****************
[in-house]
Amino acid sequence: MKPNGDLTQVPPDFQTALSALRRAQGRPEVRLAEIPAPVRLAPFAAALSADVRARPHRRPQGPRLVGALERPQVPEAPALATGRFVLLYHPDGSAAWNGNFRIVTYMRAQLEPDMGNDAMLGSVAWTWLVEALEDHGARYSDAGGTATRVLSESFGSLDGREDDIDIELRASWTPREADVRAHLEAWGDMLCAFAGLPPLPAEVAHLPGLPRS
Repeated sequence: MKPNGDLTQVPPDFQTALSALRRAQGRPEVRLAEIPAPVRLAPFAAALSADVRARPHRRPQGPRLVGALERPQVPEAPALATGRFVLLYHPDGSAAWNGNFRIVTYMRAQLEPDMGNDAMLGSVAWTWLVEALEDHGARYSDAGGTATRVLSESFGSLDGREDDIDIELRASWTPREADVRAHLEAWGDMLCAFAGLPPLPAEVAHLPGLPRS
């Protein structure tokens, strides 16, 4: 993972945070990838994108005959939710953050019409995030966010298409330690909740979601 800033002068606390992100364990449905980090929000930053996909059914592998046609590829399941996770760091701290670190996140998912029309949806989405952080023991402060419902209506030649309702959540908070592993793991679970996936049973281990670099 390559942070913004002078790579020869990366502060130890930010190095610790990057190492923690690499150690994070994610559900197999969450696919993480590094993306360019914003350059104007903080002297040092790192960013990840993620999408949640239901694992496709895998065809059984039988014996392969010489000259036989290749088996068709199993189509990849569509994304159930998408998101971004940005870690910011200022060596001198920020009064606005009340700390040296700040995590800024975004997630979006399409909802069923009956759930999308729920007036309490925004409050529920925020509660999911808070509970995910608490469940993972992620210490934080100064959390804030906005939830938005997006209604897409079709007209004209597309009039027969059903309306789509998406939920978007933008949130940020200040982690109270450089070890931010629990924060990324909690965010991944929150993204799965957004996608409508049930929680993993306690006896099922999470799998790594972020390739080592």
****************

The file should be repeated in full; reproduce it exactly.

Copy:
[in-house]
Amino acid sequence: MKPNGDLTQVPPDFQTALSALRRAQGRPEVRLAEIPAPVRLAPFAAALSADVRARPHRRPQGPRLVGALERPQVPEAPALATGRFVLLYHPDGSAAWNGNFRIVTYMRAQLEPDMGNDAMLGSVAWTWLVEALEDHGARYSDAGGTATRVLSESFGSLDGREDDIDIELRASWTPREADVRAHLEAWGDMLCAFAGLPPLPAEVAHLPGLPRS
Repeated sequence: MKPNGDLTQVPPDFQTALSALRRAQGRPEVRLAEIPAPVRLAPFAAALSADVRARPHRRPQGPRLVGALERPQVPEAPALATGRFVLLYHPDGSAAWNGNFRIVTYMRAQLEPDMGNDAMLGSVAWTWLVEALEDHGARYSDAGGTATRVLSESFGSLDGREDDIDIELRASWTPREADVRAHLEAWGDMLCAFAGLPPLPAEVAHLPGLPRS
């Protein structure tokens, strides 16, 4: 993972945070990838994108005959939710953050019409995030966010298409330690909740979601 800033002068606390992100364990449905980090929000930053996909059914592998046609590829399941996770760091701290670190996140998912029309949806989405952080023991402060419902209506030649309702959540908070592993793991679970996936049973281990670099 390559942070913004002078790579020869990366502060130890930010190095610790990057190492923690690499150690994070994610559900197999969450696919993480590094993306360019914003350059104007903080002297040092790192960013990840993620999408949640239901694992496709895998065809059984039988014996392969010489000259036989290749088996068709199993189509990849569509994304159930998408998101971004940005870690910011200022060596001198920020009064606005009340700390040296700040995590800024975004997630979006399409909802069923009956759930999308729920007036309490925004409050529920925020509660999911808070509970995910608490469940993972992620210490934080100064959390804030906005939830938005997006209604897409079709007209004209597309009039027969059903309306789509998406939920978007933008949130940020200040982690109270450089070890931010629990924060990324909690965010991944929150993204799965957004996608409508049930929680993993306690006896099922999470799998790594972020390739080592």